This emphasis on process pervades his most compelling essay, a review of the Cornell variorum edition of Yeats’s Last Poems. Ormsby wants to "demonstrate with exactitude just what we can ascertain about the literal writing of poems," and to describe the "incipient music" of Yeats’s best work, the poems’ reflexive coming into being in the "weight and cadence" of language. Ormsby’s fine ear picks up "raw impulse grappling with disciplined expression" in Yeats’s lines, as "what was inchoate before slowly assumes shape." Such a reading points not to elegant geometries or to cognitive closure, but to the discovery of what Yeats called harmony in struggle, the resurgent wrangling between the lived and the made that gives poetry its heft. Sadly, Ormsby seems unwilling to pursue with "exactitude" the formal and ethical consequences of his reading, and retreats into a neatness that belies critical rigour: "To understand a poem means first and foremost to come as close as is possible to a grasp of its complete configuration as a physical pattern in which sound, sense and objective reality seamlessly coincide." Yeats’s late poetry, if it accomplishes anything, undoes and reknits those seams; it consists in inconsistency and incompletion, as reshaping rather than shape, a stylistic fact that has profound implications for how one approaches the other and the worldly through language. It’s too bad, really, that Ormsby drops the ball, because his work is so rich, I think; to have such focused attention paid to the "pulse beats" of words is for me a rare pleasure among critics. Ormsby claims not to be "a teacher of poetry," but poetry is inflected for him by an essential pedagogy, a crucial form of listening that can, as he says in his opening foray into "Poetry as Isotope: The Hidden Life of Words," "lay bare" an "affinity between things" as it discloses "a congruence between words." While such correspondences may become a bit lapidary as he works through his material, Ormsby’s writing nevertheless points, sometimes despite itself, toward a vitality he calls the "shimmering motility" of poems.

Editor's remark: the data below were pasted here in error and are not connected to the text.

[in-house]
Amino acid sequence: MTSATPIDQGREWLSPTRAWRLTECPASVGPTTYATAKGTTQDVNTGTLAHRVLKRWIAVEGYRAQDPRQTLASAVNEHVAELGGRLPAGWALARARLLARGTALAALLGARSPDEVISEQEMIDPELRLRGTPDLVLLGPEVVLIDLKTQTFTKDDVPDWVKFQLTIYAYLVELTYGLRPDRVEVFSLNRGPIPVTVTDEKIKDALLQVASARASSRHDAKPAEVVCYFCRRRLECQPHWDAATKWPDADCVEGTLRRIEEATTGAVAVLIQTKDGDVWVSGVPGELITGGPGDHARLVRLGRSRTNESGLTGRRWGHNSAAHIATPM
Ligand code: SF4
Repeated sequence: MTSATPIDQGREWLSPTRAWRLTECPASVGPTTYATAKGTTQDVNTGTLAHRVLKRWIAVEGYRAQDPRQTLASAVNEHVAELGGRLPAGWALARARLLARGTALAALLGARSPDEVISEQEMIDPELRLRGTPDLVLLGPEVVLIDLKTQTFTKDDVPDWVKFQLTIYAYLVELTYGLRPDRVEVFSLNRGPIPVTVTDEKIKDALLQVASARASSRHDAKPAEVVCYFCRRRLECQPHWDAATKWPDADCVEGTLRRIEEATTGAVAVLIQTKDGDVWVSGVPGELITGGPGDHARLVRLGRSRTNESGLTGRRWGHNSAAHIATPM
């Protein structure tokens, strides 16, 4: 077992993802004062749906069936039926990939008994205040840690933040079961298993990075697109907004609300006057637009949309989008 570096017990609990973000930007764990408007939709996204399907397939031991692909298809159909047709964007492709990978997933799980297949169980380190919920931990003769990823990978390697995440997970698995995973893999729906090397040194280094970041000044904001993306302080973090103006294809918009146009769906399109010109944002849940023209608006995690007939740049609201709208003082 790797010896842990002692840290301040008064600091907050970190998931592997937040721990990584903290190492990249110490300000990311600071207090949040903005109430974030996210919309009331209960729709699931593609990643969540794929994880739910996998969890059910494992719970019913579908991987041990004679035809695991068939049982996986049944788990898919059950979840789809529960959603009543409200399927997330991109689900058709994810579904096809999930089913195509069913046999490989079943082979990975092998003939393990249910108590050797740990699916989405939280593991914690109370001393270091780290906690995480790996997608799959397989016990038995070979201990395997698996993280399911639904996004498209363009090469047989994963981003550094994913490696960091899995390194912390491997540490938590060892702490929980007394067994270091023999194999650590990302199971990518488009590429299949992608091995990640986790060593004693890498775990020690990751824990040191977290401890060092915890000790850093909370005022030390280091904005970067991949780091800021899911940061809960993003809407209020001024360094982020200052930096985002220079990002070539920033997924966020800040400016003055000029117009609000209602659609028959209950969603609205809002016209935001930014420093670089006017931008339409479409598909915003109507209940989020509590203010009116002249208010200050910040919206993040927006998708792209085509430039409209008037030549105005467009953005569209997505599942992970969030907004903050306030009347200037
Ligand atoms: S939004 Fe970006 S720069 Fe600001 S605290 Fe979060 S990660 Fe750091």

- Rambunctions by Laurie Ricou
Books reviewed: Cavatinas for Long Nights by Jim Christy, Water Stair by John Pass, There are Many Ways: Poems New and Selected by Peter Trower, and Sidewalks & Sidehills by Peter Trower
- That Tyrant, I by Rick Gooding
Books reviewed: Tacoma Narrows by Mitchell Parry, The Village of Sliding Time by David Zieroth, and Then Again: Something of a Life by Iain Higgins
- Verse in the Bush by Warren Stevenson
Books reviewed: Jean Baptiste: A Poetic Olio, in II Cantos by Levi Adams and Tracy Ware and Poetry by John Strachan by Wanda Campbell and John Strachan
- Subversion by Sound by Chris Jennings
Books reviewed: Electra by Anne Carson and Sophocles
- Contemporary Sensibilities by Eric Trethewey
Books reviewed: A Dream of Sulphur by Aurian Haller, With Averted Vision by Hannah Main-van der Kamp, Blue by George Elliott Clarke, and The Asparagus Feast by S. P. Zitner
MLA: McNeilly, Kevin. Earth Enough and Time. canlit.ca. Canadian Literature, 8 Dec. 2011. Web. 23 May 2013.
This review originally appeared in Canadian Literature #181 (Summer 2004), (Wiseman, Livesay, Sime, Connelly, Robinson). (pg. 168 - 170)